I love the Olympics. I’ve loved them since I was an 8-year-old girl fawning over the Magnificent Seven in Atlanta. And while the Summer Olympics still captivate me every four years, I obsess over few things like I obsess over the Winter Olympics. I can remember the exact moment I lost my heart to the Winter Games: It was 2002, and I was watching Jamie Salé and David Pelletier skate their “Love Story” pairs free skate. They made 13-year-old me cry, and, as most of you know, if you can make me cry, I will feel an emotional attachment to you forever. Figure skating (every kind of it) makes me cry. Hockey makes me cry. A particularly great bobsled run makes me cry. Maybe I’m just more emotional during the winter months, but few things on Earth get the waterworks going for me like the Winter Olympics.
The Olympics are special because they showcase what sports can be—unifying, compelling, surprising, and about so much more than who puts the puck in the net or lands their triple Axel. The Olympics are about people—real people with real stories, real sacrifices, and real lessons to teach all of us watching about the ways to handle both incredible success and unfathomable failure.
Today I want to take a moment to look back on the 2014 Winter Games in a way that celebrates what I’ve always believed about the Olympics: They’re about the stories. We may not always remember who won gold, but we remember who made us feel and who taught us something more than just the rules of curling or the correct way to execute an ice dance twizzle.
Without future ado, here are seven valuable life lessons put into practice by the athletes of these Winter Games.
1. There’s no place like home.
As an American girl whose favorite sports movie is Miracle, it shouldn’t surprise anyone that I wanted our U.S. teams to beat their Russian counterparts whenever we had the chance. However, I’d be lying if I said I wasn’t moved to tears more than once by a Russian winning a gold medal in Sochi. There’s an undeniable bond between a person and the place they call home. That bond was on display when pairs skaters Maxim Trankov and Tatiana Volosozhar reacted with an overflowing of emotions in the face of the crowd’s jubilant response to their gold-medal-winning performance. And it was there when Adelina Sotnikova became the first Russian to win gold in women’s figure skating, finding strength and overwhelming joy in the cheers of her fellow Russians. Those moments reminded me that we all carry the places we’ve called home with us, even if most of us will never play for our country in the Olympics.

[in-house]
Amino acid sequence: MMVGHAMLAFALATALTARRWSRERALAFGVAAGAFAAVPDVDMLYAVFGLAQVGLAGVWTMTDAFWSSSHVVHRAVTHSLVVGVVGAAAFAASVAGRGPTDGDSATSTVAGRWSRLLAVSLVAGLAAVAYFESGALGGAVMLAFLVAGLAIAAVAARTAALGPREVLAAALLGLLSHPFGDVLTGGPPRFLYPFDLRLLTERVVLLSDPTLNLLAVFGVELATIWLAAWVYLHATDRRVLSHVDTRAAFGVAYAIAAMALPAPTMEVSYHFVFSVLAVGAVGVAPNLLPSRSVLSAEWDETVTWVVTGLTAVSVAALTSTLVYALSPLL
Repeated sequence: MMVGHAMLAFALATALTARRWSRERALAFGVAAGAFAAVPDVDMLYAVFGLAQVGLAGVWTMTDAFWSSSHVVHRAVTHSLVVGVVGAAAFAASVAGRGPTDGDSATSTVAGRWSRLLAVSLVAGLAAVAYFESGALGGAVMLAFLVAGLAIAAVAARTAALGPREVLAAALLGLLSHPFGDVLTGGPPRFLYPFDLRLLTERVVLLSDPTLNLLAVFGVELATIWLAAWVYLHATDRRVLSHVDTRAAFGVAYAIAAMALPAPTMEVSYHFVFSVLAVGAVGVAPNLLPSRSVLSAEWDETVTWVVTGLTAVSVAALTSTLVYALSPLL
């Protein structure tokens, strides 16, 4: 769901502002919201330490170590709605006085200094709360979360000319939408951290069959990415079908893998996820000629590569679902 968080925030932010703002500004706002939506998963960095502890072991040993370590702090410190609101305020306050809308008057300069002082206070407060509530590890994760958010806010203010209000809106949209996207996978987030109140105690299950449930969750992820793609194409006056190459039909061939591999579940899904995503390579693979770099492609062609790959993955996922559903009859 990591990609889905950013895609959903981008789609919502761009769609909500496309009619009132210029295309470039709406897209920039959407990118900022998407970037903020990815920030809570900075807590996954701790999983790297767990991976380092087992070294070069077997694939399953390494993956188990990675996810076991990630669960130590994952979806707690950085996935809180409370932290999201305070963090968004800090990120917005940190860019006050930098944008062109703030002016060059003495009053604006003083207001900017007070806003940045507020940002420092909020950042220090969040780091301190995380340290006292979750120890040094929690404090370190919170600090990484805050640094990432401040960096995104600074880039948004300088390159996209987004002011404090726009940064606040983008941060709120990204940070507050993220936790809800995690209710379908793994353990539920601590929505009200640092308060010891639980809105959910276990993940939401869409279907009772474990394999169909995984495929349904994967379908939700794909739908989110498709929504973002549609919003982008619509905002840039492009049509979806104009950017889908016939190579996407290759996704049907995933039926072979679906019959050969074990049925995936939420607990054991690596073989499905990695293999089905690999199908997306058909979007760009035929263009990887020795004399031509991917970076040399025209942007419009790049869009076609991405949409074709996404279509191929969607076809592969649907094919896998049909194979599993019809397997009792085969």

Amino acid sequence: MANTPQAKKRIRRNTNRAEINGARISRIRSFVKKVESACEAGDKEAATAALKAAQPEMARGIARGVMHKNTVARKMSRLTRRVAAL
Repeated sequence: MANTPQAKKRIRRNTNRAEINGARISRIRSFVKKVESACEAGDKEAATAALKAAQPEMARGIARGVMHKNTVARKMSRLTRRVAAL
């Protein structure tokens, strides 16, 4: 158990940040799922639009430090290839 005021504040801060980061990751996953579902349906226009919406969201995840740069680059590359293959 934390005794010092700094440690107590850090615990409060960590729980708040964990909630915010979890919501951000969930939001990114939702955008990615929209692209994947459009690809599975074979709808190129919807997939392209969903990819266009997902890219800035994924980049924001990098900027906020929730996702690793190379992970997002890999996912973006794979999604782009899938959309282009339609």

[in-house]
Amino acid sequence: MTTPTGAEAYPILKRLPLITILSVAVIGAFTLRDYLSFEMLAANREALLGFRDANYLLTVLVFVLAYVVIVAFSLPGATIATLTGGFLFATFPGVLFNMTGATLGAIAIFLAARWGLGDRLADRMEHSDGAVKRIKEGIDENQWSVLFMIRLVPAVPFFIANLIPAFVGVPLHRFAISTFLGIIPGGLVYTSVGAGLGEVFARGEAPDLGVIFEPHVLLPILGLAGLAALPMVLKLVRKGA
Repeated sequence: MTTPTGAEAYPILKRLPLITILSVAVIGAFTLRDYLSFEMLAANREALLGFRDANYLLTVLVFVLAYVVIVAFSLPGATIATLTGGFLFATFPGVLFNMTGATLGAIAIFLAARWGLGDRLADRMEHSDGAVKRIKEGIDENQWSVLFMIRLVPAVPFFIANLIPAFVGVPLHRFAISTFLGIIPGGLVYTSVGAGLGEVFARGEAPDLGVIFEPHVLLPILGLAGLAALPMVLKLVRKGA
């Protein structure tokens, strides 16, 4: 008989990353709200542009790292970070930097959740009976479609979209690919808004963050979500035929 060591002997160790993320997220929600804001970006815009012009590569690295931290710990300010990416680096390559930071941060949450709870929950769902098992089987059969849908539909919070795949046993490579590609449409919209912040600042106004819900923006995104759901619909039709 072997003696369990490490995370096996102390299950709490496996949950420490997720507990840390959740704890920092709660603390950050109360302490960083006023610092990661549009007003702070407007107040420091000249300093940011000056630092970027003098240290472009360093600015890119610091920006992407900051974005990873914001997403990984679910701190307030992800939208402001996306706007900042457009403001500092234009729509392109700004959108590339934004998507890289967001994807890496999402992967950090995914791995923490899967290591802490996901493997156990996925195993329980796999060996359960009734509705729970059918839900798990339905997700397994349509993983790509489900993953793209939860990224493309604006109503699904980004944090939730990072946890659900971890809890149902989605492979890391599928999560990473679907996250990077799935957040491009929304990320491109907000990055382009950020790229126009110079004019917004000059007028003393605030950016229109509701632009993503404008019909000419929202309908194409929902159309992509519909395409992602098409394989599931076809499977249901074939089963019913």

2. A little kindness goes a long way.
Years from now, will I remember Gus Kenworthy for his silver-medal performance in men’s slopestyle skiing? Maybe not. But I will remember Kenworthy as the skier who saw the plight of stray dogs in Sochi and did something to help those animals. By taking home a group of stray puppies (and their mother) and finding good homes for them back in the U.S., Kenworthy became a star of the Sochi Games for far more than just his performance on the slopestyle course. Kenworthy’s act of kindness made him a household name, proving that sometimes success is measured more by the things you do to help the people (and animals) around you than by professional achievements.
3. True success is getting back up after you fall down.
Jeremy Abbott and Mao Asada didn’t earn figure skating medals in Sochi, but they turned in two of the most impressive performances I saw at these Olympics. After taking a painful tumble in the short program, Abbott used the crowd’s encouragement and to finish his skate with confidence and cleanly execute his free skate the following night. And Asada saw her medal dreams collapse with a disastrous short program that landed her in 16th place, but her stunning free skate brought her all the way to sixth place in the final results. These two figure skaters proved that the bravest thing a person can do is get back on the horse (or, in this case, ice) after a fall. There’s special strength to be found in rising from the ashes of failure, and I was so inspired by their embodiment of true determination and poise in situations that would have caused many to just give up.